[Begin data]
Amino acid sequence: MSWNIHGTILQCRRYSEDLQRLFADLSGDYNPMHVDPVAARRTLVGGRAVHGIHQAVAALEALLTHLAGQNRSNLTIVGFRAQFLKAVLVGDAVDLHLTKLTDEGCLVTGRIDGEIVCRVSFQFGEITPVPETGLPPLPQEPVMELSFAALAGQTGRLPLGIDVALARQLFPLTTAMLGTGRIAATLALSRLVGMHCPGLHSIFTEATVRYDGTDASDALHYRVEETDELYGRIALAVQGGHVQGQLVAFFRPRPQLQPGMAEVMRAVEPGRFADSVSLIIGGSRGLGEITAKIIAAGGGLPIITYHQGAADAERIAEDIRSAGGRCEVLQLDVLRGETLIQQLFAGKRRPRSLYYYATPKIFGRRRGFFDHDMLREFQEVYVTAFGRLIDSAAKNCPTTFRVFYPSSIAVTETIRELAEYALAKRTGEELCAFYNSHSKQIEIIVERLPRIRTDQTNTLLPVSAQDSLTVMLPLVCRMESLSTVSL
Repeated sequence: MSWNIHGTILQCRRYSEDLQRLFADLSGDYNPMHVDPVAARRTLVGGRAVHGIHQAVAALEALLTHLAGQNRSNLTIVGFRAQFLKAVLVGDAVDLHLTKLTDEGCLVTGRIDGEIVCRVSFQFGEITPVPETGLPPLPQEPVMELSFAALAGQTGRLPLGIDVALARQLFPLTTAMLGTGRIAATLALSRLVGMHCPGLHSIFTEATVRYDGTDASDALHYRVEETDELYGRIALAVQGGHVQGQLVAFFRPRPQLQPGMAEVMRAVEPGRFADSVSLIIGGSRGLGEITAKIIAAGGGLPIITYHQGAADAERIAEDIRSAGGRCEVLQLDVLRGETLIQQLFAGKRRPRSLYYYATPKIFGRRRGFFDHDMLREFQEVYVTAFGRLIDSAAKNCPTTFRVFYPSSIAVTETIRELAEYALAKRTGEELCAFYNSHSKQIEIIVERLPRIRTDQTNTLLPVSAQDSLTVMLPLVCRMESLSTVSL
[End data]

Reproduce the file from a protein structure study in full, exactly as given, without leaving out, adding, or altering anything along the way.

Amino acid sequence: MSWNIHGTILQCRRYSEDLQRLFADLSGDYNPMHVDPVAARRTLVGGRAVHGIHQAVAALEALLTHLAGQNRSNLTIVGFRAQFLKAVLVGDAVDLHLTKLTDEGCLVTGRIDGEIVCRVSFQFGEITPVPETGLPPLPQEPVMELSFAALAGQTGRLPLGIDVALARQLFPLTTAMLGTGRIAATLALSRLVGMHCPGLHSIFTEATVRYDGTDASDALHYRVEETDELYGRIALAVQGGHVQGQLVAFFRPRPQLQPGMAEVMRAVEPGRFADSVSLIIGGSRGLGEITAKIIAAGGGLPIITYHQGAADAERIAEDIRSAGGRCEVLQLDVLRGETLIQQLFAGKRRPRSLYYYATPKIFGRRRGFFDHDMLREFQEVYVTAFGRLIDSAAKNCPTTFRVFYPSSIAVTETIRELAEYALAKRTGEELCAFYNSHSKQIEIIVERLPRIRTDQTNTLLPVSAQDSLTVMLPLVCRMESLSTVSL
Repeated sequence: MSWNIHGTILQCRRYSEDLQRLFADLSGDYNPMHVDPVAARRTLVGGRAVHGIHQAVAALEALLTHLAGQNRSNLTIVGFRAQFLKAVLVGDAVDLHLTKLTDEGCLVTGRIDGEIVCRVSFQFGEITPVPETGLPPLPQEPVMELSFAALAGQTGRLPLGIDVALARQLFPLTTAMLGTGRIAATLALSRLVGMHCPGLHSIFTEATVRYDGTDASDALHYRVEETDELYGRIALAVQGGHVQGQLVAFFRPRPQLQPGMAEVMRAVEPGRFADSVSLIIGGSRGLGEITAKIIAAGGGLPIITYHQGAADAERIAEDIRSAGGRCEVLQLDVLRGETLIQQLFAGKRRPRSLYYYATPKIFGRRRGFFDHDMLREFQEVYVTAFGRLIDSAAKNCPTTFRVFYPSSIAVTETIRELAEYALAKRTGEELCAFYNSHSKQIEIIVERLPRIRTDQTNTLLPVSAQDSLTVMLPLVCRMESLSTVSL